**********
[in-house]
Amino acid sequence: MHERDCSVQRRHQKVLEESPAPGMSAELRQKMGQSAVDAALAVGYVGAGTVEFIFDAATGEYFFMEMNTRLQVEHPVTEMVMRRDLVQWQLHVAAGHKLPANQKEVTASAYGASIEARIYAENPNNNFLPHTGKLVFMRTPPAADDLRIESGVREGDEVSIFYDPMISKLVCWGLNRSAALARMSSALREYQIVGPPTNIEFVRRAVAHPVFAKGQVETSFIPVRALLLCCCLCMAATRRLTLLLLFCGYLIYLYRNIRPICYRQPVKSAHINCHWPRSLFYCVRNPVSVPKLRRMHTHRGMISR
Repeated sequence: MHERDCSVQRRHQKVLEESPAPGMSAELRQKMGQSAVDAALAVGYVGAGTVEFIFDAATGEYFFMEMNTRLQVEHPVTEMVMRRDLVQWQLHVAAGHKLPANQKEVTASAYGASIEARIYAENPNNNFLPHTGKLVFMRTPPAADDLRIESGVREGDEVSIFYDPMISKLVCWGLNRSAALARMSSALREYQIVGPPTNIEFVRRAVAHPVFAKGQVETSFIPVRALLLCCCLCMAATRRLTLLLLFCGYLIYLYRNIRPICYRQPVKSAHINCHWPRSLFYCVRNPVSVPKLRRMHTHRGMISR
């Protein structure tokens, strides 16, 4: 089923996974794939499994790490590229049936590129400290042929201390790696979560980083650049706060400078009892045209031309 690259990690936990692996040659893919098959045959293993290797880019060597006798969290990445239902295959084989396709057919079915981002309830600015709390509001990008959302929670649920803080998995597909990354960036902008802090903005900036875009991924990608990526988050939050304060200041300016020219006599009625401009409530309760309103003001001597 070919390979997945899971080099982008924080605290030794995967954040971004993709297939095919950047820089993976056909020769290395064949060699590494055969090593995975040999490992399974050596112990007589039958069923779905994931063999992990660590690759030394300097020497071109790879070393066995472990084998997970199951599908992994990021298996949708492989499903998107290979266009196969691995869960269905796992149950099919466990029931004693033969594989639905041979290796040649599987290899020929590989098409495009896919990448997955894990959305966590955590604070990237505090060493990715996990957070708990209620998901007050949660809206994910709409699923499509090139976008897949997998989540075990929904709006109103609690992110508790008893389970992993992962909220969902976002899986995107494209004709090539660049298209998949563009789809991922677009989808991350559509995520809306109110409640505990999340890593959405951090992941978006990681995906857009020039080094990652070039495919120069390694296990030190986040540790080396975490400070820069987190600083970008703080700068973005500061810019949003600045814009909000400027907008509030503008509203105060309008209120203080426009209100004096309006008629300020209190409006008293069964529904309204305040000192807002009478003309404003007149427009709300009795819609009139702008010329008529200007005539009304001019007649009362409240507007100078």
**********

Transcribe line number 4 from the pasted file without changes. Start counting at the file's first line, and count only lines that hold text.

């Protein structure tokens, strides 16, 4: 089923996974794939499994790490590229049936590129400290042929201390790696979560980083650049706060400078009892045209031309 690259990690936990692996040659893919098959045959293993290797880019060597006798969290990445239902295959084989396709057919079915981002309830600015709390509001990008959302929670649920803080998995597909990354960036902008802090903005900036875009991924990608990526988050939050304060200041300016020219006599009625401009409530309760309103003001001597 070919390979997945899971080099982008924080605290030794995967954040971004993709297939095919950047820089993976056909020769290395064949060699590494055969090593995975040999490992399974050596112990007589039958069923779905994931063999992990660590690759030394300097020497071109790879070393066995472990084998997970199951599908992994990021298996949708492989499903998107290979266009196969691995869960269905796992149950099919466990029931004693033969594989639905041979290796040649599987290899020929590989098409495009896919990448997955894990959305966590955590604070990237505090060493990715996990957070708990209620998901007050949660809206994910709409699923499509090139976008897949997998989540075990929904709006109103609690992110508790008893389970992993992962909220969902976002899986995107494209004709090539660049298209998949563009789809991922677009989808991350559509995520809306109110409640505990999340890593959405951090992941978006990681995906857009020039080094990652070039495919120069390694296990030190986040540790080396975490400070820069987190600083970008703080700068973005500061810019949003600045814009909000400027907008509030503008509203105060309008209120203080426009209100004096309006008629300020209190409006008293069964529904309204305040000192807002009478003309404003007149427009709300009795819609009139702008010329008529200007005539009304001019007649009362409240507007100078």